President Trump’s efforts to walk a fine line on Saudi Arabia could soon prove untenable, as demands for action cross the partisan divide.
In the wake of the killing of journalist Jamal Khashoggi, Trump has appeared ambivalent about the right response to the kingdom and its crown prince, Mohammed Bin Salman, whom the U.S. administration has previously backed.
Trump’s son-in-law and senior White House adviser Jared Kushner was an emphatic supporter of Mohammed, often known in Washington circles by his initials, MBS.
On Friday, Trump said he viewed the latest Saudi statement as credible and called the arrest of 18 Saudi nationals in connection with the case “a great first step.”
But the kingdom’s statement — its first acknowledgement after more than two weeks that Khashoggi was killed inside its consulate in Istanbul — drew derision in Washington, including from Republican lawmakers such as Sens. Lindsey Graham (S.C.) and Bob Corker (Tenn.). Graham has, of late, been a strong Trump ally.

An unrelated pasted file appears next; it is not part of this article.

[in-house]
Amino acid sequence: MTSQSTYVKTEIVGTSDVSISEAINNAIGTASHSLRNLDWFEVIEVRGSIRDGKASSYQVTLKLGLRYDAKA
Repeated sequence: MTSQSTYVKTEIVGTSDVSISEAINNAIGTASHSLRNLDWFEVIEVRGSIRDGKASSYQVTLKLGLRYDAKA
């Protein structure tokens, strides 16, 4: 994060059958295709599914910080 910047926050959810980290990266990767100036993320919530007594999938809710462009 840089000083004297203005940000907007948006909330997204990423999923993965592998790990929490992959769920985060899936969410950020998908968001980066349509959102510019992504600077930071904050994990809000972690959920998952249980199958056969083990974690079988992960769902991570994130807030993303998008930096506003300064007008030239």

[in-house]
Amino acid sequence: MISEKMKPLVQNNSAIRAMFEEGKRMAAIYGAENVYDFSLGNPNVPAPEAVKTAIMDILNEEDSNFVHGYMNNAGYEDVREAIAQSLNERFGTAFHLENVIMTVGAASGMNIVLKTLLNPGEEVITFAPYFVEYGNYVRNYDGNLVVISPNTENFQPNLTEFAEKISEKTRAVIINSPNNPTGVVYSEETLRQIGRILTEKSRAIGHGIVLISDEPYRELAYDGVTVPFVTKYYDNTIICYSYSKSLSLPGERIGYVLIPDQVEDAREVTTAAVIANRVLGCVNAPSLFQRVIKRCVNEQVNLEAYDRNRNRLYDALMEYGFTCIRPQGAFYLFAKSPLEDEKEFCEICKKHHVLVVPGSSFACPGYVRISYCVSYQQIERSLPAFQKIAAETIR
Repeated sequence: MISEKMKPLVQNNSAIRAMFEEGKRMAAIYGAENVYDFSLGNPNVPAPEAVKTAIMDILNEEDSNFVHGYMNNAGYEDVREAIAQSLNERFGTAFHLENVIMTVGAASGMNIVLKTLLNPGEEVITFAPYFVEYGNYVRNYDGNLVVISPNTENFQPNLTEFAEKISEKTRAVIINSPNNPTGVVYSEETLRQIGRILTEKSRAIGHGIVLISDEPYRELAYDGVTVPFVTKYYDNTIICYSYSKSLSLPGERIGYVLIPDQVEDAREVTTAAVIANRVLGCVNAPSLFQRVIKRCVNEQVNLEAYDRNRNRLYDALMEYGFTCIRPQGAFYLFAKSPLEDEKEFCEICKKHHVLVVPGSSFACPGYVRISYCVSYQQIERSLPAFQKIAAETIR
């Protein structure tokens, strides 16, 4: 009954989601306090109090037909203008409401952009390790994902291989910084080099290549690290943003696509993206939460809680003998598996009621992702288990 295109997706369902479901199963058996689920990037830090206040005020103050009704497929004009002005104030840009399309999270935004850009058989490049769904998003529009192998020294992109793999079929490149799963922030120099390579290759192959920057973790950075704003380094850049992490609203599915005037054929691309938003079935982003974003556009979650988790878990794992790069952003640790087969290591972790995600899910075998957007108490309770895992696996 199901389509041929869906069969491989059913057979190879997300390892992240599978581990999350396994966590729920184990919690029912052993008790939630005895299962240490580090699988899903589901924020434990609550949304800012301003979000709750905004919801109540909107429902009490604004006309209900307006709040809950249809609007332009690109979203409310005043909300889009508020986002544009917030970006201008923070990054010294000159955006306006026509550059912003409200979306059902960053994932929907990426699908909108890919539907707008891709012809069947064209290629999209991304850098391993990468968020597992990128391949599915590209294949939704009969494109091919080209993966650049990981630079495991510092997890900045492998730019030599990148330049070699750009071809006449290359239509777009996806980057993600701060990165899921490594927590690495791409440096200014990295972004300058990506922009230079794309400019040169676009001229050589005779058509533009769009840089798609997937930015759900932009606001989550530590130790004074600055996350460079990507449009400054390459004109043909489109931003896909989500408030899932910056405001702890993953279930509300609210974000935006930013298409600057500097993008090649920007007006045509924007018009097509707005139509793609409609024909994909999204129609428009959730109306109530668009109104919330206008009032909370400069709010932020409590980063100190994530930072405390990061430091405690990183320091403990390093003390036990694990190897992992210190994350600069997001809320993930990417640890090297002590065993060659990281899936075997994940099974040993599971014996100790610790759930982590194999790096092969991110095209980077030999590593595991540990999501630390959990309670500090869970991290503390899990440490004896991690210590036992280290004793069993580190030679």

Nine other GOP senators, as well as Graham and Corker, have signed a letter to Trump calling for an investigation into whether sanctions should be levied against individual Saudis over Khashoggi’s death. Those sanctions could target the crown prince himself or his allies.
The Republican critiques point to a larger problem for Trump.
The Saudis are not viewed sympathetically even by conservative foreign policy voices or by Trump’s broader base, which tend to regard U.S. support for Riyadh as a necessary evil aimed at countering Iranian influence in the Middle East.
That makes it harder for Trump to gain traction with his case, outlined this week, that the Saudis have been somehow treated unfairly.
Trump twice compared the Saudis’ situation with that of Supreme Court Justice Brett Kavanaugh during his confirmation hearings — first, in an interview with The Associated Press on Tuesday and, in milder form, while speaking to reporters on Friday.